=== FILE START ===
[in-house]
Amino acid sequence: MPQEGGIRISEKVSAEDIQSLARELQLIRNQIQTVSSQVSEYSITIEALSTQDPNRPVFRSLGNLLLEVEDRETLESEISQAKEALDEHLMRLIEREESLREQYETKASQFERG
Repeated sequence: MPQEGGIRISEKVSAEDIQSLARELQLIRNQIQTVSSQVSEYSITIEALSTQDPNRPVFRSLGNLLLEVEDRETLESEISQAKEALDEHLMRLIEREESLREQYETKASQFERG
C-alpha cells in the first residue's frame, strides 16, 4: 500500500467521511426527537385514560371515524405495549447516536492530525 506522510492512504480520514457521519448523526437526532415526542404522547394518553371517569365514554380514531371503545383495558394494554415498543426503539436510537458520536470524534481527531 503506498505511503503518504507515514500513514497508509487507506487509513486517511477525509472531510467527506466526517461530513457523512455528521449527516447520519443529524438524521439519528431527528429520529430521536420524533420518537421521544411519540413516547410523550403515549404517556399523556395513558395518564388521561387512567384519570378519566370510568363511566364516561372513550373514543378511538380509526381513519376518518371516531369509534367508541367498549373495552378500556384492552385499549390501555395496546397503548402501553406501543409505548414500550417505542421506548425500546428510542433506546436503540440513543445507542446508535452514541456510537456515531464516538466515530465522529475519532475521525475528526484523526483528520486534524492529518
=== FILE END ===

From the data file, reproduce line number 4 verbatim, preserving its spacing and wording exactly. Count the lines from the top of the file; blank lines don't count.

C-alpha cells in the first residue's frame, strides 16, 4: 500500500467521511426527537385514560371515524405495549447516536492530525 506522510492512504480520514457521519448523526437526532415526542404522547394518553371517569365514554380514531371503545383495558394494554415498543426503539436510537458520536470524534481527531 503506498505511503503518504507515514500513514497508509487507506487509513486517511477525509472531510467527506466526517461530513457523512455528521449527516447520519443529524438524521439519528431527528429520529430521536420524533420518537421521544411519540413516547410523550403515549404517556399523556395513558395518564388521561387512567384519570378519566370510568363511566364516561372513550373514543378511538380509526381513519376518518371516531369509534367508541367498549373495552378500556384492552385499549390501555395496546397503548402501553406501543409505548414500550417505542421506548425500546428510542433506546436503540440513543445507542446508535452514541456510537456515531464516538466515530465522529475519532475521525475528526484523526483528520486534524492529518